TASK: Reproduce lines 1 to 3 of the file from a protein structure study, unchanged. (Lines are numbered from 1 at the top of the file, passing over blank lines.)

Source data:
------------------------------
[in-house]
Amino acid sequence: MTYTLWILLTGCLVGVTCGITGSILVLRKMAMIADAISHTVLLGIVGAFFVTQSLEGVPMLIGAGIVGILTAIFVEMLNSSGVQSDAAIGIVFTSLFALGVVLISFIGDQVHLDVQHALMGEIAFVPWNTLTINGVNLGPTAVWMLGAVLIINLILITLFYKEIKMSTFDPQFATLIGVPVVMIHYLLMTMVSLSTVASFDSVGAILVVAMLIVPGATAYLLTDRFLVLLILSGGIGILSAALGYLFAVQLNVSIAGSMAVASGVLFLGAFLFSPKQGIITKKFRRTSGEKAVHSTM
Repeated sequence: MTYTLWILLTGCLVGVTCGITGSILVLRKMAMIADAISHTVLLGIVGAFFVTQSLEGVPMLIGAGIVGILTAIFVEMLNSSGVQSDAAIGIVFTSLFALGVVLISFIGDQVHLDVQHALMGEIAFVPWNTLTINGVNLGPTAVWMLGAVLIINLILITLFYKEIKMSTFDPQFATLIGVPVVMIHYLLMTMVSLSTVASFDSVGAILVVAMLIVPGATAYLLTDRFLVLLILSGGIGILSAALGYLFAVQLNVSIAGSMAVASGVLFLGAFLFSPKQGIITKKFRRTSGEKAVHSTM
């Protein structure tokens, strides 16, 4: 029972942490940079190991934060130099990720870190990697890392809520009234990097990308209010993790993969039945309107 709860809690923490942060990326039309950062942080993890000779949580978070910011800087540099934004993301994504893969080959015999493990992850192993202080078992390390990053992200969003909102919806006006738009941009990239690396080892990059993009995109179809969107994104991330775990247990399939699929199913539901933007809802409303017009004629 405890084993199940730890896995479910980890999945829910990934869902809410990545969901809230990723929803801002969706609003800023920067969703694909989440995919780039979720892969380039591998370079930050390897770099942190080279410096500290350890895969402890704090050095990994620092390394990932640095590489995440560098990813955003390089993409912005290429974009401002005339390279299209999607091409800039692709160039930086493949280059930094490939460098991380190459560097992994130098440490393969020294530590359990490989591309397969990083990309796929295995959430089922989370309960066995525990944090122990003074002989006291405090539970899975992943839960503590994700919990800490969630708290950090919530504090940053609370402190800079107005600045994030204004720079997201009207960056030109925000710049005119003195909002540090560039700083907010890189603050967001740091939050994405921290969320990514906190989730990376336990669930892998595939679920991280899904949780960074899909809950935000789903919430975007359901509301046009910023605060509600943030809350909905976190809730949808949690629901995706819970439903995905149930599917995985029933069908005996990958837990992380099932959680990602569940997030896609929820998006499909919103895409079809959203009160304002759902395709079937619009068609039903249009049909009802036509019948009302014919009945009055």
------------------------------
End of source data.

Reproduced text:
[in-house]
Amino acid sequence: MTYTLWILLTGCLVGVTCGITGSILVLRKMAMIADAISHTVLLGIVGAFFVTQSLEGVPMLIGAGIVGILTAIFVEMLNSSGVQSDAAIGIVFTSLFALGVVLISFIGDQVHLDVQHALMGEIAFVPWNTLTINGVNLGPTAVWMLGAVLIINLILITLFYKEIKMSTFDPQFATLIGVPVVMIHYLLMTMVSLSTVASFDSVGAILVVAMLIVPGATAYLLTDRFLVLLILSGGIGILSAALGYLFAVQLNVSIAGSMAVASGVLFLGAFLFSPKQGIITKKFRRTSGEKAVHSTM
Repeated sequence: MTYTLWILLTGCLVGVTCGITGSILVLRKMAMIADAISHTVLLGIVGAFFVTQSLEGVPMLIGAGIVGILTAIFVEMLNSSGVQSDAAIGIVFTSLFALGVVLISFIGDQVHLDVQHALMGEIAFVPWNTLTINGVNLGPTAVWMLGAVLIINLILITLFYKEIKMSTFDPQFATLIGVPVVMIHYLLMTMVSLSTVASFDSVGAILVVAMLIVPGATAYLLTDRFLVLLILSGGIGILSAALGYLFAVQLNVSIAGSMAVASGVLFLGAFLFSPKQGIITKKFRRTSGEKAVHSTM